|Light streak coming from the darkslide opening, while|
getting blasted by direct sunlight.
Adox CHS 25 in Xtol 1+3
The second occasion was much more subtle and I had no idea anything was going wrong until I processed the film. I had a light leak. And it wasn't the kind I was used to seeing. When you shoot medium format, you have to be a bit more careful with exposed rolls than you would with 35mm. The only thing keeping light from striking the edges of the roll is the film's close tolerance to the ends of the spool. Sometimes the spool is warped (or was just a piece of shit to begin with) or the film is wound on slightly askew leaving a gap where you'll get a bloom along the edge of the film. The other is common occurrence is when the roll has been exposed to ridiculously bright light and it will actually burn through the backing paper. This is easy to spot because it burns in the frame numbers that are printed on the backing paper.
|Light streak coming from darkslide opening, while facing|
away from the sun.
Adox CHS 25 in Xtol 1+3
However, the light streaks I encountered were different. They were all happening at the same place and they were mainly presenting as a line that made its way nearly across the entire frame. The most telling indicator of the root cause was that they were all coming from the side of the film back where the darkslide is inserted (the side with the two V-shaped notches).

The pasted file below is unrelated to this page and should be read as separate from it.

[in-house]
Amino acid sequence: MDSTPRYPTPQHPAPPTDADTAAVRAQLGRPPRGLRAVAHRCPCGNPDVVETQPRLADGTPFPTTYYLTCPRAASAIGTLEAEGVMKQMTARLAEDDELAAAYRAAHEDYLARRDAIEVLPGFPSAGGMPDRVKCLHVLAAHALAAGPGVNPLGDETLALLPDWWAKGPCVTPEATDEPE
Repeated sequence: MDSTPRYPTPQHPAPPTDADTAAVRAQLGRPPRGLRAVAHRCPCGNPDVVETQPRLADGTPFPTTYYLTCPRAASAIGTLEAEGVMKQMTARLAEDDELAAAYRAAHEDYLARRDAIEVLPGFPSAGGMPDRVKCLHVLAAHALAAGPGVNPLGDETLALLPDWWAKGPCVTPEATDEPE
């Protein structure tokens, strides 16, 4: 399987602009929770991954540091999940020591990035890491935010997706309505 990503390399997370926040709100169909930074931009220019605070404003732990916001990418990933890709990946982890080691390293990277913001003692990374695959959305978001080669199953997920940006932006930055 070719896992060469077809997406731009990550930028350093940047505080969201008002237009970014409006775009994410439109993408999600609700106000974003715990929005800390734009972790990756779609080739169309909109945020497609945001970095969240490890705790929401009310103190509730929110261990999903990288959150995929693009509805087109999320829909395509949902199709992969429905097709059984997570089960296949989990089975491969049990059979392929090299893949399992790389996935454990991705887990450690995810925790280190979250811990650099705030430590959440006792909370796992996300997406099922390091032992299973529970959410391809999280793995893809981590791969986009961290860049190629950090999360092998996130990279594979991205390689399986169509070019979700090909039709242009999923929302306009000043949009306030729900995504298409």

Thankfully, this is as easy as a Hasselblad repair can get. Where the darkslide is inserted there is a light trap to keep it sealed up when the slide is removed. It's nothing more than a specially shaped piece of foam folded in the middle of a piece of foil. I hope that it's made from an exotic material, or that it's from the future, or something to help justify its $18 price tag. At least the folks at their New Jersey repair center were super helpful on the phone and got the parts shipped out to me the same day.
|Nine screws hold the faceplate|
on the A12 back.
Replacing the light trap is very straight forward. There are nine screws that hold the faceplate of the film back on. Remove those and pop the faceplate off. Remove the old seal, which is mercifully not glued in place and replace with the new foam and foil. The shape of the cutout makes it pretty obvious how it all gets situated in there. I also took the opportunity to clean the piece of fabric on the faceplate that was full of 30 years of dust and gunk. I used the darkslide to hold the new seal in place while I reattached the faceplate. Done.
Thankfully the roll I was shooting was not super important. It was more to try out Adox's CHS 25 film than anything else, so I'm glad I found out about the problem before I ruined a roll that I would have seriously regretted. My point is that I bought both of my film backs used, and they are both about 30 years old. There was no service record for them, so these could have been the original seals. If I had the forethought to check them out when I first got them, I probably could have avoided messing up this roll of film.
|A12 with faceplate removed. Light trap on right side. Note black fabric strip|
on faceplate that could probably also use some attention.
|Ruptured foil on the light trap. The seals normally fail|
when the foam disintegrates.
Mine wanted to go out in style, I suppose.